SC gets first homeless court - DatelineCarolina

Columbia is set to open South Carolina's first homeless court

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Homeless clients will use these screening rooms to meet with lawyers before their court appearance at Transitions. Homeless clients will use these screening rooms to meet with lawyers before their court appearance at Transitions.
Eartha McEleven is homeless and thinks this is a great idea. Eartha McEleven is homeless and thinks this is a great idea.

 By:Kelsi Childress

    Columbia is getting the state's first homeless court within the next couple of months. The court will be held inside Transitions Homeless Shelter  on Main Street. This is the latest attempt to manage the large homeless population in Columbia.

    Transitions CEO, Craig Currey, hopes he court will be a great way for clients to get back on their feet, find jobs and permanent housing.

    "This will be a system where clients can go and get help with legal issues they have experienced and it will actually help cut cost for the county and legal system. It will help reduce the back log with people of small offenses so they can get what they need out of the court," Currey said.

    Transitions is allowing the court to meet in a building at the back of its campus. A room that is usually filled with people watching television or browsing the Internet for jobs, will be transformed once a month into a place where the homeless can get free legal services from volunteer lawyers. Small screening rooms will allow clients to meet with lawyers before a trial.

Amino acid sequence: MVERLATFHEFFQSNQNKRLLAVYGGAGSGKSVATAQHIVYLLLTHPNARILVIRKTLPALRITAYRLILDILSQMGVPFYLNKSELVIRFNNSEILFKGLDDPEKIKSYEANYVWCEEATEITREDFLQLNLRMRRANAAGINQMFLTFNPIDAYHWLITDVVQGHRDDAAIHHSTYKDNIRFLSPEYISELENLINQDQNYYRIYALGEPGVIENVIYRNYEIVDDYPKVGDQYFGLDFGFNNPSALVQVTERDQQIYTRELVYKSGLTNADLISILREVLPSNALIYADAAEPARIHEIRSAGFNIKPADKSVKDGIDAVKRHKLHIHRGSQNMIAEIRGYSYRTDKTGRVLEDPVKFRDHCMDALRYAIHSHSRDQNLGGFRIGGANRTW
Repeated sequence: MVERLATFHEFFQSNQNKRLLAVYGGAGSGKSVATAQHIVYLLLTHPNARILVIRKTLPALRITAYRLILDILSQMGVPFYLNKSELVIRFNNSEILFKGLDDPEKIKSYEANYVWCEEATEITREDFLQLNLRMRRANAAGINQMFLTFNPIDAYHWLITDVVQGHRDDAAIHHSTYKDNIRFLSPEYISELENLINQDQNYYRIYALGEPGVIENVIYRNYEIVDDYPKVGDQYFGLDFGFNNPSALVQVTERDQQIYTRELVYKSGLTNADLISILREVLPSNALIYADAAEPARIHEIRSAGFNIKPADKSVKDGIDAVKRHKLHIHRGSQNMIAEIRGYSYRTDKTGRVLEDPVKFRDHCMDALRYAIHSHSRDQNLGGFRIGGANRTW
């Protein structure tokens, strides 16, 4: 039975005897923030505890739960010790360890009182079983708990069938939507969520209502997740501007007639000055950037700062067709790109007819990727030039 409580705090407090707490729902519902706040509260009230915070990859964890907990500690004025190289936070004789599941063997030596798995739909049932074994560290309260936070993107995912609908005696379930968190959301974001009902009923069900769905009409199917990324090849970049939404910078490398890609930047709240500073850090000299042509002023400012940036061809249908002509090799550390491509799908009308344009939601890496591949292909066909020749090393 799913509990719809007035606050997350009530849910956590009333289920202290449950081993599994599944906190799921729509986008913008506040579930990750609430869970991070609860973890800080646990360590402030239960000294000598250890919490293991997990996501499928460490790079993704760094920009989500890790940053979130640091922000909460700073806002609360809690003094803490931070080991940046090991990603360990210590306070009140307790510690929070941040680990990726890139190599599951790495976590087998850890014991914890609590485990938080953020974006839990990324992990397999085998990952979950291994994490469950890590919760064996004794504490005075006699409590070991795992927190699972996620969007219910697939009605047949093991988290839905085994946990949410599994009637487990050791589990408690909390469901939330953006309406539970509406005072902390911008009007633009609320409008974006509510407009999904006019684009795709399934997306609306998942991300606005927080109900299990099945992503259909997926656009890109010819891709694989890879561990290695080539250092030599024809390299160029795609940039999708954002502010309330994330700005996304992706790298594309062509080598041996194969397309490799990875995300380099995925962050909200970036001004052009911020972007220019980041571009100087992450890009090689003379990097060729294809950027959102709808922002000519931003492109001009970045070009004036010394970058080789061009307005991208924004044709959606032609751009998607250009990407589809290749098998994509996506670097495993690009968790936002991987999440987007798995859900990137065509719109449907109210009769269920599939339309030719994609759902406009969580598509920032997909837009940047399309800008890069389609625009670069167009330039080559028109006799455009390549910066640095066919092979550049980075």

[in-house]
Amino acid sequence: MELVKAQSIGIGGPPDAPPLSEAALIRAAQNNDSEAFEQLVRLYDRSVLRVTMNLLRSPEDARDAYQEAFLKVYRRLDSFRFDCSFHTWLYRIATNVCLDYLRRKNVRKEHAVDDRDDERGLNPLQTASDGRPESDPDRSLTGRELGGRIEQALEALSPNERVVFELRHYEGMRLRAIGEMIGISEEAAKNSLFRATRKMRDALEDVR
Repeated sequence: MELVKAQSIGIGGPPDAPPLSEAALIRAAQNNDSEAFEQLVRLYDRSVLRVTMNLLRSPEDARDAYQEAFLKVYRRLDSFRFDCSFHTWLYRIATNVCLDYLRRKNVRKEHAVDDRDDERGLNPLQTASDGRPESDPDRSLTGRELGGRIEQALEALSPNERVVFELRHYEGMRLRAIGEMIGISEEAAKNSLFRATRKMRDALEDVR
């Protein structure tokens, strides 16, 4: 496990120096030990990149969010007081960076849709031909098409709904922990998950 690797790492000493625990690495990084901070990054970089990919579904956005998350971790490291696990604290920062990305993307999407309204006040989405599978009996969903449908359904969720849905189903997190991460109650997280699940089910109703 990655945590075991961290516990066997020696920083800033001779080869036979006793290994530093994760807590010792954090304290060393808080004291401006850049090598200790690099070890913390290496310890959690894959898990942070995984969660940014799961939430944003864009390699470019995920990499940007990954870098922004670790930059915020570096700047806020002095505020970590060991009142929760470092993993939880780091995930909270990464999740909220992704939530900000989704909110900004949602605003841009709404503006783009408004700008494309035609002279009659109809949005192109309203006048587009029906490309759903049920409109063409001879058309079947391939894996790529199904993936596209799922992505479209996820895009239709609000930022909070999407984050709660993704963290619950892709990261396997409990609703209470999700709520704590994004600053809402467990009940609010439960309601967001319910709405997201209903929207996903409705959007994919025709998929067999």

Brandon Smith, a lawyer at Nelson Mullins is on the committee that has been pushing for South Carolina to get a homeless court for a year. Smith said getting approval from South Carolina Supreme Court Justice Jean Toal helped establish the homeless court plans. He said after looking at several models of homeless courts across the nation, he is confident this plan will benefit the community.

    "Participation versus punishment for homeless people can be a more adequate remedy. The fines imposed, they can't pay back and it doesn't get their feet back on the ground," Smith said.

    Eartha McEleven stayed at Transitions for several months and said the best way to handle the large homeless population is by helping them get back on their feet.

    "I think it's a great idea. Anything that paves the way for anybody who is homeless, or to move a barrier that would enable them to have access to any means is a great thing," McEleven said.

    The Columbia City Council will meet to discuss the plans for the homeless shelter on Tuesday.

   

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